Welcome to the Worldwide Wednesday Wrap-Up, in which we consolidate the international Red Cross and Red Crescent news into one list of bite-sized links for you. It’s a non-comprehensive sampling of the larger and/or more intriguing aspects of our global work…
SYRIA: Violence in Syria continues with one of the latest casualties being the secretary-general of the Syrian Arab Red Crescent, Dr. Abd-al-Razzaq Jbeiro. Dr. Jbeiro was shot in a vehicle clearly marked with the red crescent emblem after attending meetings at Syrian Arab Red Crescent headquarters in Damascus. The Syrian Arab Red Crescent, IFRC, and ICRC are renewing calls for an end to violence, while volunteers continue to administer life-saving first aid to the injured.
IVORY COAST: Following the second round of presidential elections in late 2010 where both candidates claimed victory, tension and violence grew into a full-fledged armed conflict in Ivory Coast. In the chaos, hundreds of children lost contact with their families. The ICRC and the Liberian Red Cross have registered around 600 children separated from their parents and are working to bring the children back their families.
PHILIPPINES: As tens of thousands of survivors in Mindanao, Philippines enter their second month of uncertainty, the Red Cross is announcing plans to drastically increase its support to communities affected by December’s Typhoon Washi. The revised operation will see the Red Cross provide 2,000 families with cash or other livelihoods support as well as reaching 15,000 families – an estimated 75,000 people – with food, water storage containers and hygiene kits. In all, the Red Cross now intends to reach 100,000 people through these various interventions.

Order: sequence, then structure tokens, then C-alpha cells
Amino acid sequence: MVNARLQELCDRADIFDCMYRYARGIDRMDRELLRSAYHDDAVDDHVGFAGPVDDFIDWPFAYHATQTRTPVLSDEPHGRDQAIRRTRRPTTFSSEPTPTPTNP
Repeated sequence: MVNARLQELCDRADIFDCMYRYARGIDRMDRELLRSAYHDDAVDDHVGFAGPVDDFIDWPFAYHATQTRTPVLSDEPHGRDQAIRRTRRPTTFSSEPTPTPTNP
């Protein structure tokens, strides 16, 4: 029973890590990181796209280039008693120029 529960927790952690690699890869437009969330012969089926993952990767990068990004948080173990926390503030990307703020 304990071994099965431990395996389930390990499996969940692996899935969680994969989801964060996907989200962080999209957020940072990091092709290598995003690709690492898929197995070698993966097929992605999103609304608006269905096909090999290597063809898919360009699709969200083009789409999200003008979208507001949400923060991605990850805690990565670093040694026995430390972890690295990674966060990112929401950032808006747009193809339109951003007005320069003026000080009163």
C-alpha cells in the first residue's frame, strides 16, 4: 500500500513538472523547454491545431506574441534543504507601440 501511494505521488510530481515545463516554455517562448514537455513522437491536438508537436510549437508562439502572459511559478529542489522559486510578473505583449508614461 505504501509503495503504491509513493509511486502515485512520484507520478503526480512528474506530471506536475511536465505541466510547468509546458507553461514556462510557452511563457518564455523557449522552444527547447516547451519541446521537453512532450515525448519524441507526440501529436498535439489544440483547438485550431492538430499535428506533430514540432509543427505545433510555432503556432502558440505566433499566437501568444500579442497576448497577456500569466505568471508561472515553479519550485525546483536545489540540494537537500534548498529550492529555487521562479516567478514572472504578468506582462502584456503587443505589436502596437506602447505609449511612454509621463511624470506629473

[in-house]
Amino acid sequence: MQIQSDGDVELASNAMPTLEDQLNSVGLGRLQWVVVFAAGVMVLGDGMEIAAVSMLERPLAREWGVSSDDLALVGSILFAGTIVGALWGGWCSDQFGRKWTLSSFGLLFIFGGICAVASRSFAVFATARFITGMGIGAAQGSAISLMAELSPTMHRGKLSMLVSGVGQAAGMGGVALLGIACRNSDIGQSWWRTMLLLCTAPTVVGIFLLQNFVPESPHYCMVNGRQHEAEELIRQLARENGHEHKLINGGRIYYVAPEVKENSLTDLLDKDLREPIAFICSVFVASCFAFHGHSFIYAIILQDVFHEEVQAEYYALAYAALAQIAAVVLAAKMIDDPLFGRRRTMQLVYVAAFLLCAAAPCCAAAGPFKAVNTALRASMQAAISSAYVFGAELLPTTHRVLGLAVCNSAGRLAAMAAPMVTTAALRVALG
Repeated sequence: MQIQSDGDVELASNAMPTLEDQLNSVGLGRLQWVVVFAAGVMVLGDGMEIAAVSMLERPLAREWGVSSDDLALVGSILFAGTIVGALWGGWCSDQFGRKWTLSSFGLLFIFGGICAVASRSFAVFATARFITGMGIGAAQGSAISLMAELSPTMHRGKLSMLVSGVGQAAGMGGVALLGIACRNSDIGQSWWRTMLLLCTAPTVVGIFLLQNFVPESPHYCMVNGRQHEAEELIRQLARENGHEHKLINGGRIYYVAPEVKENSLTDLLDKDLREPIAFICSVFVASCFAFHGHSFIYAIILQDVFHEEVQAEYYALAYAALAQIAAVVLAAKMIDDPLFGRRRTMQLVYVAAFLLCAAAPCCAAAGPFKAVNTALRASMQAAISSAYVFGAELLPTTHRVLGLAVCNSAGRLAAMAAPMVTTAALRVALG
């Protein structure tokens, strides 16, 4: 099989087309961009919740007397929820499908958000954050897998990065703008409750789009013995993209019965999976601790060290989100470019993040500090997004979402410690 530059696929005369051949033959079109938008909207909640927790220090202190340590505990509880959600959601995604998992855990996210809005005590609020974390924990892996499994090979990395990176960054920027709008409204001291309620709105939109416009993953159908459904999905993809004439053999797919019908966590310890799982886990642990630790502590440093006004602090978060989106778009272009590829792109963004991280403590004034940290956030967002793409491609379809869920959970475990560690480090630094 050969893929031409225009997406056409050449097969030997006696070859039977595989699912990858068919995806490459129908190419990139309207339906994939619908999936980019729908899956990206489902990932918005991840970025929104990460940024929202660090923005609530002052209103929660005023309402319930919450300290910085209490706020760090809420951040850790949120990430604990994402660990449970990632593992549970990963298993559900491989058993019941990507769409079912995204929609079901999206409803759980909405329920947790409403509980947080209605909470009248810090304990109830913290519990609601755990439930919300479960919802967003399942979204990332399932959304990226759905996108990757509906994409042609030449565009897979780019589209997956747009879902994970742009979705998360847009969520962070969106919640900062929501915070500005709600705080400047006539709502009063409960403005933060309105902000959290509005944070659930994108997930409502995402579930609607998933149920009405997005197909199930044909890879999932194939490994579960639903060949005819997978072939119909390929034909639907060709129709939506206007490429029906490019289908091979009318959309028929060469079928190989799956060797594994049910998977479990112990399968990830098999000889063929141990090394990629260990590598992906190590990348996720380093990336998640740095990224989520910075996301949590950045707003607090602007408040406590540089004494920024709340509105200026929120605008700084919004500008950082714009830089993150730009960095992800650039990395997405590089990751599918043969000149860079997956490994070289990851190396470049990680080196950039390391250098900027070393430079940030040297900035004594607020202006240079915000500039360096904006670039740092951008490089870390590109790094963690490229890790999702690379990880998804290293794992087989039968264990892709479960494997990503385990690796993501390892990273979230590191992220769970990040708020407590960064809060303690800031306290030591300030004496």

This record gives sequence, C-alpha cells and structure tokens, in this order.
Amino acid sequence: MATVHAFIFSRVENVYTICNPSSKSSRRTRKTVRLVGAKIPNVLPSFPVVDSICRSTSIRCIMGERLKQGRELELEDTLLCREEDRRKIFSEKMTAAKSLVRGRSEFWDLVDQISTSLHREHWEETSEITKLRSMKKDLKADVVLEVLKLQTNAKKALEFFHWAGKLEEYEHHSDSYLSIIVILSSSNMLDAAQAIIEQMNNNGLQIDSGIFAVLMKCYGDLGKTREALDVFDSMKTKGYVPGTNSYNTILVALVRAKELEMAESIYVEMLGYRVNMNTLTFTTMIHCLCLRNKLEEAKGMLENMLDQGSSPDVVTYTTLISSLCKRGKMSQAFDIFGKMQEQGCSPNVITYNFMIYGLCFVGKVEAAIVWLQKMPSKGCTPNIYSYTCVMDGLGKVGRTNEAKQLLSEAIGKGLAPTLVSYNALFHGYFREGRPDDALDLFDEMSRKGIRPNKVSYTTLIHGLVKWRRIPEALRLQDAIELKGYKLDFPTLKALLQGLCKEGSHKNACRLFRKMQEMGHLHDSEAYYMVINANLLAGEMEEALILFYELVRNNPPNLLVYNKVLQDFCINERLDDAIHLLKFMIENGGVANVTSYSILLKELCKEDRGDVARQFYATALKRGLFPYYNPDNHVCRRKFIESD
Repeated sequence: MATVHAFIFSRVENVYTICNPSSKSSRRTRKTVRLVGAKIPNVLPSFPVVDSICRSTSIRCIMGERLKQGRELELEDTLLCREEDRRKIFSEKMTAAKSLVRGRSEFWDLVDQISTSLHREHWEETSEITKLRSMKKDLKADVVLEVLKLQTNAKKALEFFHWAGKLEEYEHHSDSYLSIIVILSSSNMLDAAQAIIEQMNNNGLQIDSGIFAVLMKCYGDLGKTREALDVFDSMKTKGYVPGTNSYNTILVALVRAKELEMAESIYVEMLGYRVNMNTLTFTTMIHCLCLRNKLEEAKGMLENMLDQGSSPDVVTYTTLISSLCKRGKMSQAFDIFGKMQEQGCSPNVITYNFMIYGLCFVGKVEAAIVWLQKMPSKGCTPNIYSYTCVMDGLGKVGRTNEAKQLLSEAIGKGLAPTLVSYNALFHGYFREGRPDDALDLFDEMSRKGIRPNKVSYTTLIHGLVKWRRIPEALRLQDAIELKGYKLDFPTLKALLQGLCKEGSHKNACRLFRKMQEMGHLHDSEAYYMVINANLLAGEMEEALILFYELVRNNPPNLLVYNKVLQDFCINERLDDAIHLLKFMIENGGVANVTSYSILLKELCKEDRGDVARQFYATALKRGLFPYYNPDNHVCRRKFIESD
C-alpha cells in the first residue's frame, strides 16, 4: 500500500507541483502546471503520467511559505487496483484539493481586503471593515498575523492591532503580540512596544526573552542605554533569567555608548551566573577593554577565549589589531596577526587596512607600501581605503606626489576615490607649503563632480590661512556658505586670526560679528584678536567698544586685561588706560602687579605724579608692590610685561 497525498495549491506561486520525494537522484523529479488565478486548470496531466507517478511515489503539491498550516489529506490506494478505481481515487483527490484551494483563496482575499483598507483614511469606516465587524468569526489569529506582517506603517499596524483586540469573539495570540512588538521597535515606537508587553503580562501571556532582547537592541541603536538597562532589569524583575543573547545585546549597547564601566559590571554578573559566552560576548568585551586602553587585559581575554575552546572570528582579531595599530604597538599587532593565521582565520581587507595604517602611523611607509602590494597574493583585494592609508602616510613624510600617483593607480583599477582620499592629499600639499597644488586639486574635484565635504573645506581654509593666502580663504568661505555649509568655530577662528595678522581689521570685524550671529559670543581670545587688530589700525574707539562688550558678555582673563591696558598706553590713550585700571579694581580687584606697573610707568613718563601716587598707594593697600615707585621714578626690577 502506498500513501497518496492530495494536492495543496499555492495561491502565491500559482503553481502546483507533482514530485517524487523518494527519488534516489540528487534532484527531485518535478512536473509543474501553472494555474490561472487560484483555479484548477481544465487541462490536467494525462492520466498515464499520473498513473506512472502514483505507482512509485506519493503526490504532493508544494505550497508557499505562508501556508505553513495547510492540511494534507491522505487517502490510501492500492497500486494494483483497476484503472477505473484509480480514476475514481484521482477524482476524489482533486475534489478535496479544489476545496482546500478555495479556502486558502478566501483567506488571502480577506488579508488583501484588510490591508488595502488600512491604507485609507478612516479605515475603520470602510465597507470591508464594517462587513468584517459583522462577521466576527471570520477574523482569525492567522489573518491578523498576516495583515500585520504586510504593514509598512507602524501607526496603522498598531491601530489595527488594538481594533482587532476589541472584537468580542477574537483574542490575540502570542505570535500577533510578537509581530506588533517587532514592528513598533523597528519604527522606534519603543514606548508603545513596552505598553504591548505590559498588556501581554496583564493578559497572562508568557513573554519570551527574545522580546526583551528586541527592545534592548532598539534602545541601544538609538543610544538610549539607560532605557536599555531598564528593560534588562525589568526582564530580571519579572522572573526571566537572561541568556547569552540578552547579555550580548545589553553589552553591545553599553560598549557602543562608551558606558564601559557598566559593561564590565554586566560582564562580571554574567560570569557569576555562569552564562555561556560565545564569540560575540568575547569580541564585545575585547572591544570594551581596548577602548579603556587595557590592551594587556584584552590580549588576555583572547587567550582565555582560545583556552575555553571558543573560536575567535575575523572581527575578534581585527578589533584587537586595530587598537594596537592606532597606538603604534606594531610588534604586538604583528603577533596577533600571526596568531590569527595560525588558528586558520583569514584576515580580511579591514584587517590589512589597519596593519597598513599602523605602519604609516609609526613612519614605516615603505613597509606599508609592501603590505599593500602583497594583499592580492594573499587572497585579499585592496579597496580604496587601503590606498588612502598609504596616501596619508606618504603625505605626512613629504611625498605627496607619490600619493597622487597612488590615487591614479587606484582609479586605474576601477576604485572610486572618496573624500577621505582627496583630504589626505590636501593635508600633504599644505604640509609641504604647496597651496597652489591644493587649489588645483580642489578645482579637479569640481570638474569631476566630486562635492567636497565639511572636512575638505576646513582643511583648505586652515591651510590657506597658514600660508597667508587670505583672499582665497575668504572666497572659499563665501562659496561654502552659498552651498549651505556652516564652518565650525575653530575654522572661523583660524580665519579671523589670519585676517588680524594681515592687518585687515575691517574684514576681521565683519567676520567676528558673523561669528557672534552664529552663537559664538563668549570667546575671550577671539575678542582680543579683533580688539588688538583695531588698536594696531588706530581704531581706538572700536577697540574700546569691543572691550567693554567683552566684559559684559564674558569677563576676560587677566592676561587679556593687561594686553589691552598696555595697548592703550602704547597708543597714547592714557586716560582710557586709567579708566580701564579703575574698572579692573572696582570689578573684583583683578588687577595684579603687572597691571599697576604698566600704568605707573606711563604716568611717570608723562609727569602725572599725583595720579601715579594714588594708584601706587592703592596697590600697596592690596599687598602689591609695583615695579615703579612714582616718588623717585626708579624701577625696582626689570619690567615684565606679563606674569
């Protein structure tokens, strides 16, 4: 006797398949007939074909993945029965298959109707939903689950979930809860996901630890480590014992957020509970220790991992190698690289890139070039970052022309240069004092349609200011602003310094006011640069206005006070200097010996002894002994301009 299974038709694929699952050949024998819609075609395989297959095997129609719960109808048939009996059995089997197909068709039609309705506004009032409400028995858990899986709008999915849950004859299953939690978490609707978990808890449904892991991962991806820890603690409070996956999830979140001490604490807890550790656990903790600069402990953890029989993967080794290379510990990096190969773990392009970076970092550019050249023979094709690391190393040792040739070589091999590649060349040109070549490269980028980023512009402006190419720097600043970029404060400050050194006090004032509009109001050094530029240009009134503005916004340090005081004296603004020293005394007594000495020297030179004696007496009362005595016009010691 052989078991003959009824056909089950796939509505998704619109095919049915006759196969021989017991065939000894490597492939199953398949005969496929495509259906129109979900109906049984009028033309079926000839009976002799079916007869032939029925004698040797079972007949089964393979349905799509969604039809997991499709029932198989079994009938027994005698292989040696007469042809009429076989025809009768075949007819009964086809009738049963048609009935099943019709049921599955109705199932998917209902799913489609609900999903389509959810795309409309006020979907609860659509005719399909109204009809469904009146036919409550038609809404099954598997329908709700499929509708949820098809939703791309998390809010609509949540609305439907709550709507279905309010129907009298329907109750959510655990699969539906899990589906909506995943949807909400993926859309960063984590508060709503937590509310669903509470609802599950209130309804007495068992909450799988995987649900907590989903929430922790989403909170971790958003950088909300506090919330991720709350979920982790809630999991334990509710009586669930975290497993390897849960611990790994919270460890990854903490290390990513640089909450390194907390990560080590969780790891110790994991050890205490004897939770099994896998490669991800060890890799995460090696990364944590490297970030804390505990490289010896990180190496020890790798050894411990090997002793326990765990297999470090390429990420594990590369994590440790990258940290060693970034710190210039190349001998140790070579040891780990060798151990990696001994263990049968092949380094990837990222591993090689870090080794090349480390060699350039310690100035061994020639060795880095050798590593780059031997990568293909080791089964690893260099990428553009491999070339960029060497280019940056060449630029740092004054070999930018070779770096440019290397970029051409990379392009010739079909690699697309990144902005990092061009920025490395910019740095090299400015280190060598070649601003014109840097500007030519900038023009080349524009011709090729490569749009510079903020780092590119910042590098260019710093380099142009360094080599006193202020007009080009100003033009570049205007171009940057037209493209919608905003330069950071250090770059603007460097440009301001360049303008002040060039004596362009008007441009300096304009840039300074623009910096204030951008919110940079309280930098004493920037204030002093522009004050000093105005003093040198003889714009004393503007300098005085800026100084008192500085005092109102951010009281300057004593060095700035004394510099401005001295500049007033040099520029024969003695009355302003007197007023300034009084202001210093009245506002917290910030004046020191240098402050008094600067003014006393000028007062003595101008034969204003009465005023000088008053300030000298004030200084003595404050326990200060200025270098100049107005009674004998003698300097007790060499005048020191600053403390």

SUDAN: For Darfur’s pastoral communities, livestock is essential for their sustenance and constitutes the backbone of the local economy. The lack of rain, desertification and prevailing insecurity has stressed herding communities into animal overcrowding at the few options remaining, leading to increased risk of disease. The ICRC has been extending its support by training animal health workers and through large-scale vaccination campaigns in remote areas of Darfur, and in response herders are reporting a dramatic decrease in the number of animals they are losing to disease.